Linking Crash and Post-Crash Data

R12: Linking Crash and Post-Crash Data

Research Team

Prinicipal Investigator
David R. Ragland
University of California, Berkeley

Chris Cherry
University of Tennessee, Knoxville

Funding Organization

Collaborative Sciences Center for Road Safety (CSCRS)


This project addresses two different but important issues in California. One is to provide a more accurate picture of traffic injuries in California by utilizing medical data to fill in where police crash reports may not capture a crash or may have limited information. In this case two immediate applications are to obtain a better estimate of pedestrian and bicyclist injury and a better estimate of traffic injury on tribal areas.

The second is to get a more accurate picture of emergency medical services (EMS) response times as these may be impacted by crash location, EMS response team locations, emergency department (ED) and trauma center locations, communication access, etc. Based on this information we intend to develop a model of EMS response for California that can target variables that can be modified to reduce time between a traffic crash and medical treatment at an ED or trauma center.

This project continues the work of the 2017 CSCRS project “Completing the Picture of Traffic Injuries: Understanding Data Needs and Opportunities for Road Safety.”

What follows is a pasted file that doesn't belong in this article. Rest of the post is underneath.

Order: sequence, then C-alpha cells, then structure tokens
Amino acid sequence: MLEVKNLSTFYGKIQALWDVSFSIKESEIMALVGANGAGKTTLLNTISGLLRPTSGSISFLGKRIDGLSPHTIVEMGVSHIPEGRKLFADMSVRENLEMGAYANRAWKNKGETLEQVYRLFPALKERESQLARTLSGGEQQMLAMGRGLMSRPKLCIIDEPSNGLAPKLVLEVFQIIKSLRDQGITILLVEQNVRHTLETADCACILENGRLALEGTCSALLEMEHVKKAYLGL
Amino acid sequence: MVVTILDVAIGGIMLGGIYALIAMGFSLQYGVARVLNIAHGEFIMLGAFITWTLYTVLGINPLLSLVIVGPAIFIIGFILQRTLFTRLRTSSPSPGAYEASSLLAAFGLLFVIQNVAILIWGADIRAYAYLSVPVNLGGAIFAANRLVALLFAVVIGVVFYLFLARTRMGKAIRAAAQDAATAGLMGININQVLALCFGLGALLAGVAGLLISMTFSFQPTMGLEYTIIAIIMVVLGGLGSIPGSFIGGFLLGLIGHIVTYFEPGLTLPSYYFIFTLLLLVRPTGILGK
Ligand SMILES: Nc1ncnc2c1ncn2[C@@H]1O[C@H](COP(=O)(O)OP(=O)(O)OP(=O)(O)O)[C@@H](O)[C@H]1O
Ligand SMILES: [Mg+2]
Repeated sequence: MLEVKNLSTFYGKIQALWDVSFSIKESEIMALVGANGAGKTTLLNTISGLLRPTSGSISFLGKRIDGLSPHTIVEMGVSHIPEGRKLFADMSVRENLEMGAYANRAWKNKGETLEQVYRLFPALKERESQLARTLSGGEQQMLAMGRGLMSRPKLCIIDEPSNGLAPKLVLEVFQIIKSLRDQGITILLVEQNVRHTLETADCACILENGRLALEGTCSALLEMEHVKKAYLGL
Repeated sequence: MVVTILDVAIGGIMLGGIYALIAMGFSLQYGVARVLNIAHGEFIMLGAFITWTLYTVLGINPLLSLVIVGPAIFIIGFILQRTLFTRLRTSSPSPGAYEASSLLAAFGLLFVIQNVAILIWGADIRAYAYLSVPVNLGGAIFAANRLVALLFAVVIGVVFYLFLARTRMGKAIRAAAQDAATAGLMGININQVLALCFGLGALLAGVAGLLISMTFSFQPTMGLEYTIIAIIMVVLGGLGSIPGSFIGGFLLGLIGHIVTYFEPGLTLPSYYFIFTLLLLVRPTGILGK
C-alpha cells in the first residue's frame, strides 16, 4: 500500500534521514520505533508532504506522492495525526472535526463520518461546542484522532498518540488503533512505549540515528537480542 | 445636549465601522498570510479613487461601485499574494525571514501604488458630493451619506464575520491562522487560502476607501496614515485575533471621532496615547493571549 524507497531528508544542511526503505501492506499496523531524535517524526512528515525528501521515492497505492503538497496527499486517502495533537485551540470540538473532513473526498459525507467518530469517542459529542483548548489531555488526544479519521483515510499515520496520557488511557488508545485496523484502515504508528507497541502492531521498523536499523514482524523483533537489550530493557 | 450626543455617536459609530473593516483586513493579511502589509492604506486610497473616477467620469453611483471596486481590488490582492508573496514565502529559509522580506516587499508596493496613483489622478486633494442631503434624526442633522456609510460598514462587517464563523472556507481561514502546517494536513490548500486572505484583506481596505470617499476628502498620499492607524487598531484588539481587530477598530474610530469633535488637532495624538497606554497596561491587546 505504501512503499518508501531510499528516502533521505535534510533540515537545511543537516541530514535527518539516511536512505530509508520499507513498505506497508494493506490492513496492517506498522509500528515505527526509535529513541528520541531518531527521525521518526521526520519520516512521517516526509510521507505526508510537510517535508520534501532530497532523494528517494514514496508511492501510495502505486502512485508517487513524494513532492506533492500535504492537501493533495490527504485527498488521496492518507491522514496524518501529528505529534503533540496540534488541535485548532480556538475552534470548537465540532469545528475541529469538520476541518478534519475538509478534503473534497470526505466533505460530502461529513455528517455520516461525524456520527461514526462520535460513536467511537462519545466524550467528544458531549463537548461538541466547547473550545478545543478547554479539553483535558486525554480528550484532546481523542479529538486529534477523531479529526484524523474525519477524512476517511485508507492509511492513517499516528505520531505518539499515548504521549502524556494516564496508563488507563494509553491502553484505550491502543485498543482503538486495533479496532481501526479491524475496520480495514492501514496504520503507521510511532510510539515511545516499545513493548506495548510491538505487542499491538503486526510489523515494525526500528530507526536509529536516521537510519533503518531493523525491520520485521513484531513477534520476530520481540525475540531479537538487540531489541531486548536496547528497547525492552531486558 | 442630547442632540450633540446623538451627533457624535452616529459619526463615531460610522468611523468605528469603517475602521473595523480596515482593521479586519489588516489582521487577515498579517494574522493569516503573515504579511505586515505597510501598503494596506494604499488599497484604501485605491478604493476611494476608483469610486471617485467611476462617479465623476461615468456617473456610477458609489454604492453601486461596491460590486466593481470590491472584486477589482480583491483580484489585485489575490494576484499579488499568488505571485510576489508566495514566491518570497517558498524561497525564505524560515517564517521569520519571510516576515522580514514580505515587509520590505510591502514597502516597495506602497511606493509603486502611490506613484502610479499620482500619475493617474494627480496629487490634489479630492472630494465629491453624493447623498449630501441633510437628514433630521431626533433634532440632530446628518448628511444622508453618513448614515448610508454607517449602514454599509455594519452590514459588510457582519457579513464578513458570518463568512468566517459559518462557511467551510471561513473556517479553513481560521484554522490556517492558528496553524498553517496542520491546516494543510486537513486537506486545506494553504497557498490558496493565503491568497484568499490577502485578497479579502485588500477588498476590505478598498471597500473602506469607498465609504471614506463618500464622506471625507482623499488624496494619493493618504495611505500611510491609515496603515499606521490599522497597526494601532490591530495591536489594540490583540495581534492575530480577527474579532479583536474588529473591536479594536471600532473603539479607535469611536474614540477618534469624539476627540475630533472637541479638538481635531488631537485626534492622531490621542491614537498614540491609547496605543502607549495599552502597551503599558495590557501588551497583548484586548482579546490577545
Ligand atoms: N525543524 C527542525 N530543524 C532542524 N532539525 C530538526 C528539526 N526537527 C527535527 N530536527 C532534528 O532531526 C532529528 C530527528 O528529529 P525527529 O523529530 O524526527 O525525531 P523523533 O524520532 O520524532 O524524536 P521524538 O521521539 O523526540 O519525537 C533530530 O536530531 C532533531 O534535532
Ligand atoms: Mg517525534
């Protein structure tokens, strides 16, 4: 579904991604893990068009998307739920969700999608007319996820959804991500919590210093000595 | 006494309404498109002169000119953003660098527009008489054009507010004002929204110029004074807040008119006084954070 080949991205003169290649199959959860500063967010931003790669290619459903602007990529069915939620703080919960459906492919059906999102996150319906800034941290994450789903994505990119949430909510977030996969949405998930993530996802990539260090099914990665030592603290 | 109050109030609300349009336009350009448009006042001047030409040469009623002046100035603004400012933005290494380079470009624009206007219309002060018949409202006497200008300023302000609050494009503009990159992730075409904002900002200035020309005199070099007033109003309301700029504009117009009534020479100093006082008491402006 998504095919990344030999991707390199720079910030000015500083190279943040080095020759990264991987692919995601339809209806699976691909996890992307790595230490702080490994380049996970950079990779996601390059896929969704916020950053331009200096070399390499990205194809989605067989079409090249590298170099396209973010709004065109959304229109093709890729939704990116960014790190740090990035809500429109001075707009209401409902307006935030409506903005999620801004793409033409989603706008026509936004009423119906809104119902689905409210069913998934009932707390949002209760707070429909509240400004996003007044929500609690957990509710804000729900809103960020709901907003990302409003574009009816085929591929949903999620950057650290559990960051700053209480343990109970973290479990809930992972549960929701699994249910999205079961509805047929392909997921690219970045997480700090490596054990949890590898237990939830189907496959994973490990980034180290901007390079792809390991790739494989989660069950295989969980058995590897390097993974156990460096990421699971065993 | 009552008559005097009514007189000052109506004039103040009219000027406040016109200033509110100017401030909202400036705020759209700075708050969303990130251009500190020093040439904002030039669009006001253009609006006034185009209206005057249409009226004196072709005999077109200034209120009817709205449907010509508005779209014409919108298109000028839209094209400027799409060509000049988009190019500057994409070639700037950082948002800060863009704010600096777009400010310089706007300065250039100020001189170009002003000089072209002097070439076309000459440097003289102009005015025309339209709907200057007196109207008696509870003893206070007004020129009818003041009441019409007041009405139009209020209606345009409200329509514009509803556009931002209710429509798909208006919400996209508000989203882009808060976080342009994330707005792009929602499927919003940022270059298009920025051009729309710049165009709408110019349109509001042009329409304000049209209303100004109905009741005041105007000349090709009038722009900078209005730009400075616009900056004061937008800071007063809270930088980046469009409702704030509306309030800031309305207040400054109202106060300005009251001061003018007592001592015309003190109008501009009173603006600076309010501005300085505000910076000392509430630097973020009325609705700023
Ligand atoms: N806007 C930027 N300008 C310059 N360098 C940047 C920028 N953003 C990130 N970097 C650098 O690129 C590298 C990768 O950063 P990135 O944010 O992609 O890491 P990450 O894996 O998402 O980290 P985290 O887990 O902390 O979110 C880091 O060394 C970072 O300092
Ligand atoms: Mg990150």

Exhibit 2 showing datasets described in the report

Exhibit 2: Datasets Described in the Report

Following are steps to start in 2018:

  1. Comparing crash and medical data to evaluate “under-reporting” in crash reports: Starting in 2018 we will utilize data provided through Crash Medical Outcomes Data (CMOD) to evaluate the degree to which crash data (i.e., police crash reports) under-report crash injuries. One focus of analyses will be on pedestrian/bicyclist injury, identifying factors (e.g., age, ethnicity, and geographic area) associated with level of reporting. Existing reports suggest that many pedestrian and bicyclist injuries may be missed in crash reports, and we would like to develop estimates of this for the State of California.
  2. Developing measures of EMS response times as a function of rural versus urban, cell phone coverage, trauma center location: We will request data as needed and conduct extensive analyses to determine the time elements between the various events in EMS response as a function of crash location, ED or trauma center location, communication coverage, dispatch policy, etc. The time elements, as listed in the NEMSIS Uniform Pre-Hospital EMS Dataset, include a series of times from the initial call to the time the patient arrives at the destination (ED or trauma center). Our aim in the study is to obtain estimates of actual time involved in EMS response, from the initial call to the arrival of the patient at an ED or trauma center. Our intent is to evaluate these times as a function of variables mentioned above, including distance, communication coverage, dispatch policies, etc. As a subpart of assessing EMS response times, we will look specifically at response times in tribal areas in California.

Learn more about this project on the CSCRS website.